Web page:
Positive Engagement in the Workplace and its Affect at Home

Growing up, I was always told to treat people how I would like to be treated and to always try to be the best person that I can be. Strangely enough, I never really looked further into that. As I got older, it became harder to always be the best person because of all of the negativity that seemed to surround me. Although, I must admit, I didn’t know it was because of all the negativity that surrounded me that made it harder for me to practice. This all changed when I received a book in the mail from the manager of the company I am in training to learn to design trusses with.

Attached was a letter that stated for me to read this book monthly, that it would make me a better person. I was skeptical. After all, I am supposed to be learning trusses, right? What did this have to do with trusses? All of these books seem to always be claiming to have the answer for all problems. This particular book was called How Full Is Your Bucket? (Tom Rath and Donald O. Clifton, Ph.D).

In short, the book is about how negativity actually affects you, your productivity and your overall mental health. Then it goes on to explain how to increase, as I like to call it, “Good vibes,” or positivity. The main way that it shows is to ‘fill other people’s buckets’.

Filled-Bucket

What that means is that everyone has this ‘bucket’ that when filled, you’re more positive and when it gets drained, you’re more negative. To fill the bucket, the best way that the book stated, was to compliment people on their successes. Be nice to people, do your best to be positive towards people. Write them a note, on occasion, telling them good job. In other words, put a “drop” in their bucket.

It was shown that as people were being congratulated and praised for their successes, but still mindful of their faults, that they were in a better mood and more productive. That is something that made so much sense to me. The concept applies, really clicked. It resonated deeply with my prior experience. Let me elaborate a little.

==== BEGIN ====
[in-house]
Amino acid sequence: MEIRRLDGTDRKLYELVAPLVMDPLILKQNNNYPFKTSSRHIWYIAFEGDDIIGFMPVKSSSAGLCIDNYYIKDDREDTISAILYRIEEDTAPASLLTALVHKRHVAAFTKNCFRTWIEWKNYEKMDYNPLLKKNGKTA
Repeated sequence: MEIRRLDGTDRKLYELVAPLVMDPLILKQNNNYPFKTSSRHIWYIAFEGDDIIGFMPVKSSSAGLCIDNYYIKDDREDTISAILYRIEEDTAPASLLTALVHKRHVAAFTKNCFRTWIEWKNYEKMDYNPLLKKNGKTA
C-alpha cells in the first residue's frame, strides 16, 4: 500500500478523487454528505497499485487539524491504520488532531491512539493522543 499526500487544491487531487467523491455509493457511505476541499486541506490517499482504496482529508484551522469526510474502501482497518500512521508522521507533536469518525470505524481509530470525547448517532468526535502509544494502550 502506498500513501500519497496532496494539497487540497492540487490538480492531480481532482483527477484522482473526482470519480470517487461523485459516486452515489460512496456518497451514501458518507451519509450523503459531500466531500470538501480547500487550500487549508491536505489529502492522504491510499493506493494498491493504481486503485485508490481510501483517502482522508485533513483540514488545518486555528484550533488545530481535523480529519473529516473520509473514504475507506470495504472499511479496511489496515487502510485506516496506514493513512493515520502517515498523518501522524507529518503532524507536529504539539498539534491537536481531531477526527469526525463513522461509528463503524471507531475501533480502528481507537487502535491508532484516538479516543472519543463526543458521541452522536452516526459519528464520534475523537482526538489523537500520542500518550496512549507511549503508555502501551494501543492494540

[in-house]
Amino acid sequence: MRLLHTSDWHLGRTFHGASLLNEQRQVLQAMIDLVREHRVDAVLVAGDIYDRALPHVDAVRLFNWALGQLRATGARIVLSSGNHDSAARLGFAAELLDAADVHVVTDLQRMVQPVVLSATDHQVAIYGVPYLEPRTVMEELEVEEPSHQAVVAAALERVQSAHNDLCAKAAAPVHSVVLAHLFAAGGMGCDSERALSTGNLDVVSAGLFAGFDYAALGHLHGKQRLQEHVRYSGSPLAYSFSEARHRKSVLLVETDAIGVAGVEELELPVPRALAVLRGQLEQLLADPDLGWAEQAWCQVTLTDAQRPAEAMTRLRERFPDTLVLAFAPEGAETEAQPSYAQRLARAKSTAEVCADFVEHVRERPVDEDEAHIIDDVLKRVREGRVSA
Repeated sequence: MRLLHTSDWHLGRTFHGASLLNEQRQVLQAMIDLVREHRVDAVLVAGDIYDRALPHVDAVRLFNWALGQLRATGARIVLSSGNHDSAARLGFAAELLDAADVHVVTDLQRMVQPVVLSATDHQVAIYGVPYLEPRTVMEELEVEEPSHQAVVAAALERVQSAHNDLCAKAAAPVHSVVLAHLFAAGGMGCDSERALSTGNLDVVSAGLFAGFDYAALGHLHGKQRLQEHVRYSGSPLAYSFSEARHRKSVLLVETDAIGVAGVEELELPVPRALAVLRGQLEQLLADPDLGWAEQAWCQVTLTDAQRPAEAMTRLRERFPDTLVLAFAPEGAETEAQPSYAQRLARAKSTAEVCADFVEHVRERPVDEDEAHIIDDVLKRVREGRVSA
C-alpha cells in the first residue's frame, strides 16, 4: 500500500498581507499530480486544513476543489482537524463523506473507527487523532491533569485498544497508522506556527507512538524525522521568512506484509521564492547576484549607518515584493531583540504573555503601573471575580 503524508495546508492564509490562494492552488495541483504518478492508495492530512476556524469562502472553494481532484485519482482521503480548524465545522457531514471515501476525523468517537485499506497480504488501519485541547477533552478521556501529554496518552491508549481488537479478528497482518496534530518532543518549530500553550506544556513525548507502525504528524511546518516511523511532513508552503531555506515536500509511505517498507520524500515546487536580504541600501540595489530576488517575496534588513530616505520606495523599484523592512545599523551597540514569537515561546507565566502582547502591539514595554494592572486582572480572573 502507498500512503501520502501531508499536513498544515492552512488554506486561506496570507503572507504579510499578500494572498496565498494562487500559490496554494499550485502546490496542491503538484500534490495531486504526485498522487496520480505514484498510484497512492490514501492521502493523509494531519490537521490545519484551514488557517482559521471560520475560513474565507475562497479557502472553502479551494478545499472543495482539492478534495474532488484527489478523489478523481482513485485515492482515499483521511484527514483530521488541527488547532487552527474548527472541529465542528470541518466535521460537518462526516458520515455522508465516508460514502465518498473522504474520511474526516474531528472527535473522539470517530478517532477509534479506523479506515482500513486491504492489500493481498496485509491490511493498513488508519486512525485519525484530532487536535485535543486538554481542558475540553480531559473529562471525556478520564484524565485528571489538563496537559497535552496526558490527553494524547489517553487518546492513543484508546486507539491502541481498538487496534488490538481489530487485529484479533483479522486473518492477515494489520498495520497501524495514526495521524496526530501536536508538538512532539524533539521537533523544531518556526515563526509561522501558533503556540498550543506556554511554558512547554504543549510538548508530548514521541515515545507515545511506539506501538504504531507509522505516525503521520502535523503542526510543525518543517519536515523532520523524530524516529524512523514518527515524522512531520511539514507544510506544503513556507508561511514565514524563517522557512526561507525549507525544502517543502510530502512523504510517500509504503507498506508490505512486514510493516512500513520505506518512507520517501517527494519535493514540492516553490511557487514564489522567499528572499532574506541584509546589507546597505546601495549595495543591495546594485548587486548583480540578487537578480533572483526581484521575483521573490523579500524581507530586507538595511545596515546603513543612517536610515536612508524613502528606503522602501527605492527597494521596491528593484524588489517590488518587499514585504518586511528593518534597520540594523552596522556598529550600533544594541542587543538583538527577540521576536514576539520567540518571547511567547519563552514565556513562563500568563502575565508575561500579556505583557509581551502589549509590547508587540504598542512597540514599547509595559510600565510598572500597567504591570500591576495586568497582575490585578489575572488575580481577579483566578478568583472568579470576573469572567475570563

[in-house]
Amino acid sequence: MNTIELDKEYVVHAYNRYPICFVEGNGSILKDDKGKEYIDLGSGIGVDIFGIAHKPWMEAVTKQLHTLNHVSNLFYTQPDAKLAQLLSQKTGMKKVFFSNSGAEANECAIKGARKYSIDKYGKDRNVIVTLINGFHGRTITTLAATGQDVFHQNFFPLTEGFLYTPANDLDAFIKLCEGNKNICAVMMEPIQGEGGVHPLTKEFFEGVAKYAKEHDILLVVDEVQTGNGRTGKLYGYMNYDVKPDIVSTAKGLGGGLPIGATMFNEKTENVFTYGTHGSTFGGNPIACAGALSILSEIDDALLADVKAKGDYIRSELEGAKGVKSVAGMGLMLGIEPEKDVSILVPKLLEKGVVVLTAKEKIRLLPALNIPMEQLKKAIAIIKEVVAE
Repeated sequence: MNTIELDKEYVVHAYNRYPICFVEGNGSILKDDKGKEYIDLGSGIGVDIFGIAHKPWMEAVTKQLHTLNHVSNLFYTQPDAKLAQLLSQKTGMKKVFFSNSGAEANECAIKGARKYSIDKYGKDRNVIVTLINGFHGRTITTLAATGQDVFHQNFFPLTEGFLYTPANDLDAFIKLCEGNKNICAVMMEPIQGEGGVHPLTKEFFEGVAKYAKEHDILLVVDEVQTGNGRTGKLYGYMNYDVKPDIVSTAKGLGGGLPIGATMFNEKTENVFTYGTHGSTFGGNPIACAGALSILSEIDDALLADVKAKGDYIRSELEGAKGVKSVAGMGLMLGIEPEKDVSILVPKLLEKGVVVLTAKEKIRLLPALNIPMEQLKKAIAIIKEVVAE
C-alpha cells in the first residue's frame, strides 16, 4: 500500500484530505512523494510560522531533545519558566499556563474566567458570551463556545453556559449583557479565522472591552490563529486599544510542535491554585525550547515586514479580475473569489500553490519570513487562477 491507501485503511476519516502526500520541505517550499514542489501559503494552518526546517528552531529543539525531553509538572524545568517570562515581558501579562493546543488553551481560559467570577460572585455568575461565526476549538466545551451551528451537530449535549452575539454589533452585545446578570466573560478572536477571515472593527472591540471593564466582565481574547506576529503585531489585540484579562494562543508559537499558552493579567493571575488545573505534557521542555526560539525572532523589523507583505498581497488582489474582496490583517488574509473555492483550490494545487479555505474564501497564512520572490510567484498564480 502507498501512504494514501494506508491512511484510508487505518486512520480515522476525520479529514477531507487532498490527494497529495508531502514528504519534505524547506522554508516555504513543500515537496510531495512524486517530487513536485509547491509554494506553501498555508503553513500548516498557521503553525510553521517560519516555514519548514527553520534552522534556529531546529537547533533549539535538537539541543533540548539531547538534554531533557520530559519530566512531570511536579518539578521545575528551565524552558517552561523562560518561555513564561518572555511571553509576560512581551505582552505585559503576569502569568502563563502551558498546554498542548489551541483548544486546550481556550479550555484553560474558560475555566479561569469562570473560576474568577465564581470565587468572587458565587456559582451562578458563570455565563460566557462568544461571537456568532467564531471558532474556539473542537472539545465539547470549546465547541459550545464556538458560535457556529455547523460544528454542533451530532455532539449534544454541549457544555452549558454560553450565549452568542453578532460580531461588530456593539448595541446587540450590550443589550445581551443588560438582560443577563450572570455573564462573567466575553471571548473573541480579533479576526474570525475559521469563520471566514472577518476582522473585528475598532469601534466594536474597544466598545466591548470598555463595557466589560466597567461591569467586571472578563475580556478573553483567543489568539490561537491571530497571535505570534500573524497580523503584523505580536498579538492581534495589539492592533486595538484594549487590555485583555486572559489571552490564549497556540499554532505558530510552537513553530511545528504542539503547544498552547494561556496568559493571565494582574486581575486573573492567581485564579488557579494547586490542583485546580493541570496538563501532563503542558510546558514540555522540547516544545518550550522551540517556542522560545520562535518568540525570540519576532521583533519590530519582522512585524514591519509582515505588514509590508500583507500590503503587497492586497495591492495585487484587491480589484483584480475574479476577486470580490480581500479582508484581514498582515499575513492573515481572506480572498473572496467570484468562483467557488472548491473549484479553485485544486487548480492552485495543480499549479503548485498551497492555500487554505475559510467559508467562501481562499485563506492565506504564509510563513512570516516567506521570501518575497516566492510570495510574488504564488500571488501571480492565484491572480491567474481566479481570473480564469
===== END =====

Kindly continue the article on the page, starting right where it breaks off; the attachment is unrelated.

In my prior jobs, I’ve had bosses and co-workers who were negative about everything and then I had some jobs where they were positive, gave out compliments when deserved. The jobs where I was surrounded with negativity, I became negative and lazy myself. I found myself slacking off and delaying doing my work. Totally disengaged! It’s not that I was a bad worker, I just found it hard to keep working hard when I was either constantly being ignored for my hard work or all I heard was complaints about any and everything. From there, I, slowly, started to bring the negativity home and I started to notice that it was affecting everyone else around me too.

Whereas on the flip side, my more positive jobs, I’d come home happy and positive and it was contagious, not only was everyone happier, but we all had more energy. I never realized that until I read this book, I saw it then but I never made the connection.

After reading it, I started to experiment with it myself, I made the connections, it all made sense. But I still was still skeptical, for whatever reason. I started giving more compliments, here and there. Not only were the people I was complimenting in a better mood, but even I felt like I was in a better mood, I just felt better. There I was, thinking to myself, “Wow, this actually does work.”

Even something as little as smiling at someone or waving, it made an impact. Everything just seemed brighter, and the more positive everything was becoming, the harder I was working and my training was becoming clearer.

Being new to truss design, I had my doubts and I was nervous about the learning curve and if I was going to become a good designer or not. But, from the beginning, my manager has been positive and always encouraging everyone. That, in itself, made me more confident in myself. Actually, everyone has been very supportive and encouraging, it’s inspiring to apart of a group of people who have that much positivity and are supportive of each other.

These are things that almost everyone is taught at a young age, but we don’t really understand the why or how it really affects people. We’re just told to do so we do. This book opened my eyes to the why and I feel that it has made me, not only, become a better person, but a better teammate as well.

Dominic Laporte – Design Trainee

Gould Design, Inc.